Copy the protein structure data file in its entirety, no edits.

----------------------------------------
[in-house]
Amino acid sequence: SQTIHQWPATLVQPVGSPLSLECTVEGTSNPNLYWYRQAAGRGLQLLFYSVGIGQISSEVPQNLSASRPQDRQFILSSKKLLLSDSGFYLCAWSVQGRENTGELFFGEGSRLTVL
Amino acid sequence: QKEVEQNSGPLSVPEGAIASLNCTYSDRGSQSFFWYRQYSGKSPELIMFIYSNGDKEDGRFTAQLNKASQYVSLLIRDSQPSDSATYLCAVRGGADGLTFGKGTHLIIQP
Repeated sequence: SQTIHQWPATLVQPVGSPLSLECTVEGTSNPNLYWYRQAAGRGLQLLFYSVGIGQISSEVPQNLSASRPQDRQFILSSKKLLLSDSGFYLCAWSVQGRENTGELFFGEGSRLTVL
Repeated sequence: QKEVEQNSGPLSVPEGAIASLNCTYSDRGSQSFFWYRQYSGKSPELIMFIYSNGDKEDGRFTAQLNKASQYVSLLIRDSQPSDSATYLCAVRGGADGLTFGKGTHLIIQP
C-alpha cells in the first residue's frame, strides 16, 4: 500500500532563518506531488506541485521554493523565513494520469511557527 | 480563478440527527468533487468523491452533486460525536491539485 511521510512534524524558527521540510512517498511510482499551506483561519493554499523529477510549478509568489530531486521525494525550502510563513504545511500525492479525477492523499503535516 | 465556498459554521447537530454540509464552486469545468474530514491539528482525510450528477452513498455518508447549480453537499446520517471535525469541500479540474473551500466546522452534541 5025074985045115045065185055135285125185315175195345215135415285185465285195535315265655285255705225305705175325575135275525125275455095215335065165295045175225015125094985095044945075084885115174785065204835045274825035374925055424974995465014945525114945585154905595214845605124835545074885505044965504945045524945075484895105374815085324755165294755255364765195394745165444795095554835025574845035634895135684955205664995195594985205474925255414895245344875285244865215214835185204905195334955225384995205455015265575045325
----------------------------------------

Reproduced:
[in-house]
Amino acid sequence: SQTIHQWPATLVQPVGSPLSLECTVEGTSNPNLYWYRQAAGRGLQLLFYSVGIGQISSEVPQNLSASRPQDRQFILSSKKLLLSDSGFYLCAWSVQGRENTGELFFGEGSRLTVL
Amino acid sequence: QKEVEQNSGPLSVPEGAIASLNCTYSDRGSQSFFWYRQYSGKSPELIMFIYSNGDKEDGRFTAQLNKASQYVSLLIRDSQPSDSATYLCAVRGGADGLTFGKGTHLIIQP
Repeated sequence: SQTIHQWPATLVQPVGSPLSLECTVEGTSNPNLYWYRQAAGRGLQLLFYSVGIGQISSEVPQNLSASRPQDRQFILSSKKLLLSDSGFYLCAWSVQGRENTGELFFGEGSRLTVL
Repeated sequence: QKEVEQNSGPLSVPEGAIASLNCTYSDRGSQSFFWYRQYSGKSPELIMFIYSNGDKEDGRFTAQLNKASQYVSLLIRDSQPSDSATYLCAVRGGADGLTFGKGTHLIIQP
C-alpha cells in the first residue's frame, strides 16, 4: 500500500532563518506531488506541485521554493523565513494520469511557527 | 480563478440527527468533487468523491452533486460525536491539485 511521510512534524524558527521540510512517498511510482499551506483561519493554499523529477510549478509568489530531486521525494525550502510563513504545511500525492479525477492523499503535516 | 465556498459554521447537530454540509464552486469545468474530514491539528482525510450528477452513498455518508447549480453537499446520517471535525469541500479540474473551500466546522452534541 5025074985045115045065185055135285125185315175195345215135415285185465285195535315265655285255705225305705175325575135275525125275455095215335065165295045175225015125094985095044945075084885115174785065204835045274825035374925055424974995465014945525114945585154905595214845605124835545074885505044965504945045524945075484895105374815085324755165294755255364765195394745165444795095554835025574845035634895135684955205664995195594985205474925255414895245344875285244865215214835185204905195334955225384995205455015265575045325